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Regenerate the Tarahumara WAY


The wonderful Isabel Subtil, curious about our maple syrup project, once again graced us with her presence, camera and video equipment in tow! William is gonna lament, "I sure would like to get that barn painted this summer!" when he sees this photo, but it's such a lovely pop of color this time of year. The blush of swelling buds on the forest edges hints of spring, and the forsythia has opened on the dining room table showering us in its golden optimism, but the pastures are still brown at least for another day or two. It has been warm for March.

With buds on trees and such warm temperatures, the maple season has come and gone. We had great fun collecting and cooking five separate batches this year. The color spectrum surprised me in that our first batch was a little darker than our second, and our fourth a little darker than the last. Typically, the color starts light and gets increasingly darker over the season. Our last batch in years past was the color of molasses, but this year's syrup all stayed fairly light in color. Somebody asked me if and how the flavor changes in each batch. It does change, but the flavor profile is hard to pinpoint. Overall, it tastes of maple, but the tones tend from caramel to a sharper almost metallic tinge. "Metallic tinge" does not sound appetizing, yet there is something about maple that has a zing of some sort of sharp mapleness. I would say that quintessential maple flavor seems to develop over the season.

Despite the fact that the maple season is over, the pails are still out in the woods waiting for us to collect them. The trees are likely dripping, but if we take the sap that is out there, it will probably taste a little funky. Better to pull the taps and let the trees rest.


Need a little cardio in your life? Or a healthy shot of Mother Nature for wellness and balance? Our "SUGAR TRAILS" will be open all summer for visitor hiking through the woods and fields. Not only can you get out and enjoy the outdoors of "Fransconsin," but as spring planting progresses, our hiking routes will also include information about the crops we grow and farming practices employed. There is a lot of talk about regenerative farming. Come regenerate yourselves and see what we do to grow and protect the soil. Hiking paths vary from 1.5 miles to about 5 miles if you do the whole works.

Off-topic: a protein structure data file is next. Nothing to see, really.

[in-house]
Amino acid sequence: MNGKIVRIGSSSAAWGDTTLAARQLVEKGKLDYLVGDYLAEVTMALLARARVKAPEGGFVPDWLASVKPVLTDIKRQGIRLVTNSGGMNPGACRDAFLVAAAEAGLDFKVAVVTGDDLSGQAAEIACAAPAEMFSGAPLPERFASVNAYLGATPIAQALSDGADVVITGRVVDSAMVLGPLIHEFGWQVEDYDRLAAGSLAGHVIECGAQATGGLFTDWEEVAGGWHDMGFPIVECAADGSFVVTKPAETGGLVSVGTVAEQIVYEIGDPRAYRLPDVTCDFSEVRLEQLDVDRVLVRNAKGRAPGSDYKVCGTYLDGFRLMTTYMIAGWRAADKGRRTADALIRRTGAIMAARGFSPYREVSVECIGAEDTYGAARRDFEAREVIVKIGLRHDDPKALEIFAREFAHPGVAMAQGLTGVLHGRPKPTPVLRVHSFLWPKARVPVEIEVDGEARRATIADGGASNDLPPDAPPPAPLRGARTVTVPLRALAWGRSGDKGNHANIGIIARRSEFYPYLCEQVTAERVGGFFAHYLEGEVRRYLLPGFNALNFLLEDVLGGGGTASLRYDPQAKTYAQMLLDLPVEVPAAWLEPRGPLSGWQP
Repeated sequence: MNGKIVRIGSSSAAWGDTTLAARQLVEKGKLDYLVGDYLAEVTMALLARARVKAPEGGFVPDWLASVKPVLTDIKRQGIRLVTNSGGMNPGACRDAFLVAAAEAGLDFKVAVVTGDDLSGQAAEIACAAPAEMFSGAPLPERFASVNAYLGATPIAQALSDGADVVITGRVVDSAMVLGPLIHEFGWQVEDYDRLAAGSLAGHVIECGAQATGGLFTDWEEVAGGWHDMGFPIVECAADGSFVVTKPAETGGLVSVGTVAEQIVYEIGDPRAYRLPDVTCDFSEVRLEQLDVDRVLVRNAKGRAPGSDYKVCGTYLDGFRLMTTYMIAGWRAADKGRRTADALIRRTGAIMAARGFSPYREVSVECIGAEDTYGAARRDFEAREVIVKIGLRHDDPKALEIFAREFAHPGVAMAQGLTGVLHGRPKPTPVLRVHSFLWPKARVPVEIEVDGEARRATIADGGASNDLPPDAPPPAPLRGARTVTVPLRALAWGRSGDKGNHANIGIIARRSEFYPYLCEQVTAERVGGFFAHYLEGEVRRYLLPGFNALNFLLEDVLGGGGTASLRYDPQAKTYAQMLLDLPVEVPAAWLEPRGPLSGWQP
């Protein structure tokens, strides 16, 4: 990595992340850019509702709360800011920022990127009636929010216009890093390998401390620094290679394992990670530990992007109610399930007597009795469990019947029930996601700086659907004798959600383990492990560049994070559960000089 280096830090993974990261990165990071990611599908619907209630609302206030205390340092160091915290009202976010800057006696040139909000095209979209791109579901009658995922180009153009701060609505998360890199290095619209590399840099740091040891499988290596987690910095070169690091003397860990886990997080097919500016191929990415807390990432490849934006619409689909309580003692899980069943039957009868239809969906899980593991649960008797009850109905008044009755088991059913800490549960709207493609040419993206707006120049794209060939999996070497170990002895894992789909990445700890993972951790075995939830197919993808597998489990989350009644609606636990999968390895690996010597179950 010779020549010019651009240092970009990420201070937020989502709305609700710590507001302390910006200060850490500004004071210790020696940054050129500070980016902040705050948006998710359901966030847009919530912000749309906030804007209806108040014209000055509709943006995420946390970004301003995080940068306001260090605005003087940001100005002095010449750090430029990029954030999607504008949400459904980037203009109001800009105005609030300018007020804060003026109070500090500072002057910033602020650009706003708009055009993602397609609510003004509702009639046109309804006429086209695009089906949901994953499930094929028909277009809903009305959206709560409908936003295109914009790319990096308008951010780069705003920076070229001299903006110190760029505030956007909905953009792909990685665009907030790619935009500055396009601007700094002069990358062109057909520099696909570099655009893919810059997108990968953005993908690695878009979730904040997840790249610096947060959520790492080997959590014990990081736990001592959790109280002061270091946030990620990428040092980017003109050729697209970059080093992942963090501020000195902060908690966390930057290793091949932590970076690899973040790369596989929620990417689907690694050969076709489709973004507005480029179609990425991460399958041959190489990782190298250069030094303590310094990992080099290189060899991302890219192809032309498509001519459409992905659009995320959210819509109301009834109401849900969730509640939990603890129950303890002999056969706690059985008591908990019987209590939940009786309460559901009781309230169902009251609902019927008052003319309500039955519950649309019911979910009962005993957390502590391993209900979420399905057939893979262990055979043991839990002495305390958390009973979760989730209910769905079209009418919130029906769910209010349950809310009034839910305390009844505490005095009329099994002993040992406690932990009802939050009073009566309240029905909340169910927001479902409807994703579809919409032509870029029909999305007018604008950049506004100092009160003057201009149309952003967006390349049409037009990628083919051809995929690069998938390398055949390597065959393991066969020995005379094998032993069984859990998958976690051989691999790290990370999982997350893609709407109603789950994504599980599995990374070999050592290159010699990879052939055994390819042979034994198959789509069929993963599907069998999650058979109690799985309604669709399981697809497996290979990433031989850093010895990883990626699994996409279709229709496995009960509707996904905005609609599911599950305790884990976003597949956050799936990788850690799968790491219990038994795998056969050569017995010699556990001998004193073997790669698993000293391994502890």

I've been searching for things to make with CORN as that is a main commodity on our organic farm. Unfortunately, Grandma's recipe box doesn't have any goodies that call for cornmeal, but I did find a cool recipe from the Tarahumara people in Mexico. If you are unfamiliar with this culture, check out the documentary on Netflix called, Lorena Light-Footed Woman. This is a fascinating story of the Tarahumara people who run as part of their culture and have become some of the world's most accomplished ultramarathoners. Somebody who runs hundreds of miles must need calories!

The recipe is a corn cake powerbar of sorts and I tweaked it to contain a BIG Wisconsin signature. Basically, these bars are made from a dough of toasted ground corn, chia seeds, dried cranberries and maple syrup. They come out chewy and very delicious. This treat is gluten free and vegan, too! The only thing not from Wisconsin is the chia seed. Apparently, the Tarahumara carry these when they run for an energy boost along the way. Come on out for a hike and take a little Tarahumara love with you on the trails! I'll take mine with a bowl of berries for breakfast, please!

Speaking of fruit...the Farmhouse Bars are back! The first batch is a Plum Compote with Almond and White Chocolate. This makes me think of the fruit progression out here: rhubarb, strawberries, raspberries, cherries, currants, blueberries, blackberries, gooseberries, elderberries, plums, pears, ground cherries, apples...rose hips! We are so fortunate in the warmer months...and they are almost here!

There are more new treats in the store this week, but you are going to have to come see!

WOMEN'S WRITING WORKSHOP - Sunday, April 18th 12:45 - 4:30

This is going to be such a fun event exploring the Dirt Farm spring gardens, walking the woods, reflecting on ourselves through the lens of Mother Nature, and exploring our inner thoughts through reflection and writing! I have all kinds of inspiring writing springboards lined up for the event, so I hope you consider joining me. You don't need to be a writer, but might be surprised if you leave as one! Bring a friend. Make a friend. Sign up HERE.

Sending Peace and Love,

Sarah Brenner

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Mar 24, 2021

Not sure that the barn needs painting. It has a lot of character just the way it is now. Beautiful.

Sarah Brenner
Sarah Brenner
Mar 24, 2021
Replying to

I'll tell William you said that - he's had barn painting on his radar for a couple of years now. I think it's pretty nice the way it is, too! City folk like rustic, farmers like crisp and clean. City girl on the farm likes both!

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